Filling in the Map of Europe: A Quiz

Filling in the Map of Europe: A Quiz

How many European countries can you name?

How many can you indicate on a blank map of the continent?

How many of those can you give the capital for?

These are questions I sometimes ask of my students when I’m teaching English in Austria, a country that itself borders eight countries.

Sound a bit dull? Let’s do it as a quiz then, in groups, with the first group to get thirty countries written down calling out ‘stop’ and then we tally up the results. There may even be an edible prize for the winning group.

(That’s usually enough to motivate my teenage students.)

Ready, set and…go!

black dots mark the location of capital cities

black dots mark the location of capital cities

How many did you get?

My students typically get between 20 and 35 countries correctly named, and correctly spelt in English.

At first, I found this quite impressive, especially of 12, 13 or 14 year olds, as I’m quite sure British teenagers of similar educational levels as many of my students wouldn’t be able to get that many right, even in their first language.

Perhaps because Austria is right in the middle of Europe, and travel to other countries from there is so very easy (just get in your car or hop on a train; no need to cross a body of water first), Austrian teenagers are much more aware of their European neighbours than British ones.

A few years ago I tried filling in this map with an British friend my age, who pointed to Italy and asked “is that Spain?” Am I being a snob for thinking that that was a stupid question?

I’m not sure how many of these I could’ve done as a teenager, but as an adult interested in travel, it’s now very easy for me.

Europe and beyond on an old globe

Europe and beyond on an old globe

I used to work in a travel book and map shop in London, and needed to know where pretty much every country in the world was (or at least on which continent) in order to be able to direct customers to the appropriate part of the shop for what they were looking for.

“I’m looking for a guide book to Asmara,” I remember being asked once.

Where the hell is Asmara? I thought. I hazarded a guess and sent them to the Africa section. Turned out I was right. (It’s the capital of Eritrea: a fact I will now never forget.)

What surprises me most, though, is when people who’ve travelled somewhere can’t tell you where it was.

“What do you mean, you don’t know which part of France you went to?” I remember saying this (perhaps occasionally just in my head) more than once to school friends after school summer holidays when I was a teenager.

It seemed to me that, France, as one of Britain’s closest neighbours, and a very popular holiday destination for many British people would be an easy one to answer about. Apparently not.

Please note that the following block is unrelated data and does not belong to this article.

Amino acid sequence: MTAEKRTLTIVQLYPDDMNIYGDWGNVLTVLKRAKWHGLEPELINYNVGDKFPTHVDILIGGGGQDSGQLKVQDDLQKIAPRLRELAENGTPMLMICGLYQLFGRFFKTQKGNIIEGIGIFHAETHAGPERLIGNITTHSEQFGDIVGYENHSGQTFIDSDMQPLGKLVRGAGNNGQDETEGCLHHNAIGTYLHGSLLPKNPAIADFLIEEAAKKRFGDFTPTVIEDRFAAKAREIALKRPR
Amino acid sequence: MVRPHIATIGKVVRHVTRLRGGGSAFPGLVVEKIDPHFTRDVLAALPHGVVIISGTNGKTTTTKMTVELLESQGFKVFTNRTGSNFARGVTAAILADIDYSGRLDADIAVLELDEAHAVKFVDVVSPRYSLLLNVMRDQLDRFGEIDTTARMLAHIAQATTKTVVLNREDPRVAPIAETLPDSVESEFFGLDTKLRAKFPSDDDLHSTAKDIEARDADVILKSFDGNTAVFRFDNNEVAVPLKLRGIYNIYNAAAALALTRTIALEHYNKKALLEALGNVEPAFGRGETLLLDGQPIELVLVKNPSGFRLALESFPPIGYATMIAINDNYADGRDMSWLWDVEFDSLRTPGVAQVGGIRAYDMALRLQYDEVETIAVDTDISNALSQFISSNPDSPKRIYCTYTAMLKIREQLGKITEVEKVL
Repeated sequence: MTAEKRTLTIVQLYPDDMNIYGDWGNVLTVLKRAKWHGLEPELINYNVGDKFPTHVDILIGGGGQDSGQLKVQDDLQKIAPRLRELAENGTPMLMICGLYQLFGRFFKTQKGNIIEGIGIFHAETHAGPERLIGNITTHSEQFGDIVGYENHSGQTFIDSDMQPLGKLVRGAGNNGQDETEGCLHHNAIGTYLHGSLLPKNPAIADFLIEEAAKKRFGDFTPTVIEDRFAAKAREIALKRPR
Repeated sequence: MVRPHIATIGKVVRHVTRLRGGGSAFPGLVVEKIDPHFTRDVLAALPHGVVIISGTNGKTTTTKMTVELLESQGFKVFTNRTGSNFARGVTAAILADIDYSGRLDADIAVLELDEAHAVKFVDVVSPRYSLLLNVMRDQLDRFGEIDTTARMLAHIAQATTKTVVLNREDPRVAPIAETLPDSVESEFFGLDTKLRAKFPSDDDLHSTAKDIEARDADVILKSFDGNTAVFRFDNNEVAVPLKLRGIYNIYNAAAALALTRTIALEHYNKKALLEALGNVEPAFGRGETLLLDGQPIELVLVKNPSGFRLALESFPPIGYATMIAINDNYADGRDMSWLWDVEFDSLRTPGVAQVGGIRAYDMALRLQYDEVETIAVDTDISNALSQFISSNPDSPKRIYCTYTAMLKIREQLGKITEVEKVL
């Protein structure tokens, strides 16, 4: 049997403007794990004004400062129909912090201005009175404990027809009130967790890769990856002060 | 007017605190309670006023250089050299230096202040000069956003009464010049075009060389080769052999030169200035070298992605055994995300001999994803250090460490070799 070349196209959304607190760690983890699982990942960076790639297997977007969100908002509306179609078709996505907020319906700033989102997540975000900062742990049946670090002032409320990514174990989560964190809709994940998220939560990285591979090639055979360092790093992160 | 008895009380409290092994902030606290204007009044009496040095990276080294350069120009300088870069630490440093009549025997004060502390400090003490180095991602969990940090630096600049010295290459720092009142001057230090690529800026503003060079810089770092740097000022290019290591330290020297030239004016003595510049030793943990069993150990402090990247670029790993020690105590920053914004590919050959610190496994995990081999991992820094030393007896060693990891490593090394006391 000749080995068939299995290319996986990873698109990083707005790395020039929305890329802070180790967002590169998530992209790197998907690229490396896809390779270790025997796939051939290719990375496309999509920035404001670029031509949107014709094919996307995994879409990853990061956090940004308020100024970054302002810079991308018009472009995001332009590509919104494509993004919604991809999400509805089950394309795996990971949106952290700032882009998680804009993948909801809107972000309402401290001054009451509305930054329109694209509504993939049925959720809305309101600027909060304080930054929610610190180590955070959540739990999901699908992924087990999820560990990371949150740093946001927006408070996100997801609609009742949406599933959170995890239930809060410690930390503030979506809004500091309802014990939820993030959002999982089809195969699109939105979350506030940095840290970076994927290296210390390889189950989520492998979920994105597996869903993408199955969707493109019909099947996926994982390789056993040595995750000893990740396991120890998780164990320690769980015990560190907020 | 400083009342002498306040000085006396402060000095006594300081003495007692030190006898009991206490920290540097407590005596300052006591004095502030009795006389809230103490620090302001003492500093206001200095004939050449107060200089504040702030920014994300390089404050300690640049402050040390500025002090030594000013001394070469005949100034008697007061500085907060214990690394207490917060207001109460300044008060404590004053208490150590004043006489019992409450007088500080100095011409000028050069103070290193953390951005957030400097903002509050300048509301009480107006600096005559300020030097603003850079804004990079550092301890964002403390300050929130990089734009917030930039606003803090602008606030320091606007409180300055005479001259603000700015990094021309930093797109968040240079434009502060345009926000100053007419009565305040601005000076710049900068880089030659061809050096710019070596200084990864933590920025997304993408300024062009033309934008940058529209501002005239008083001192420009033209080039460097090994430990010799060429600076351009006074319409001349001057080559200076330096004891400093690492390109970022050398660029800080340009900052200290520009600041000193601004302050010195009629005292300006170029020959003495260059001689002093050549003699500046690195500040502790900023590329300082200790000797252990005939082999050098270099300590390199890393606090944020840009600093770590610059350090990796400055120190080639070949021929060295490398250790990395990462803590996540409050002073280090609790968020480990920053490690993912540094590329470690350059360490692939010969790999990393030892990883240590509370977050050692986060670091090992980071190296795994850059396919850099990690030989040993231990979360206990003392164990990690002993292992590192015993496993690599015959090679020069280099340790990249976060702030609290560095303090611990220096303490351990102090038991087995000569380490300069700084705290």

Zab in France...somewhere

Zab in France…somewhere

Is this important? Does it matter whether or not you know where every country in the world is or not? What about countries you’ve been to yourself? Is it unreasonable to expect someone who grew up relatively close to Spain to know where it is?

How many countries did you get right on the map again? (Answers are below)

Note about the map: five very small countries are not numbered, though you can see their borders marked. One officially recognised country and two disputed countries are not marked as the map is a little outdated. Extra bonus points if you can name these extra seven countries and their capitals.



1. Iceland – Reykjavík, 2. Ireland – Dublin, 3. United Kingdom – London, 4. Portugal – Lisbon, 5. Spain – Madrid, 6. France – Paris, 7. Belgium – Brussels, 8. Netherlands – Amsterdam, 9. Denmark – Copenhagen, 10. Germany – Berlin, 11. Switzerland – Bern, 12. Italy – Rome, 13. Slovenia – Ljubljana, 14. Austria – Vienna, 15. Czech Republic – Prague, 16. Poland – Warsaw, 17. Lithuania – Vilnius, 18. Latvia – Riga, 19. Estonia – Tallinn, 20. Russia – Moscow, 21. Belarus – Minsk, 22. Ukraine – Kiev, 23. Moldvoa – Chisinau, 24. Slovakia – Bratislava, 25. Hungary – Budapest, 26. Romania – Bucharest, 27. Croatia – Zagreb, 28. Bosnia and Herzegovina – Sarajevo, 29. Serbia – Belgrade, 30. Albania – Tirana, 31. Macedonia – Skopje, 32. Bulgaria – Sofia, 33. Greece – Athens, 34. Turkey – Ankara, 35. Cyprus – Nicosia, 36. Georgia – Tblisi, 37. Finland – Helsinki, 38. Sweden – Stockholm, 39. Norway – Oslo. Micro-nations not numbered, from west to east: Andorra, Luxembourg, Lichtenstein, Vatican City, San Marino. Missing country: Montenegro (coastal region of Serbia). Disputed countries: Kosovo (southern Serbia) and the Turkish Republic of Northern Cyprus.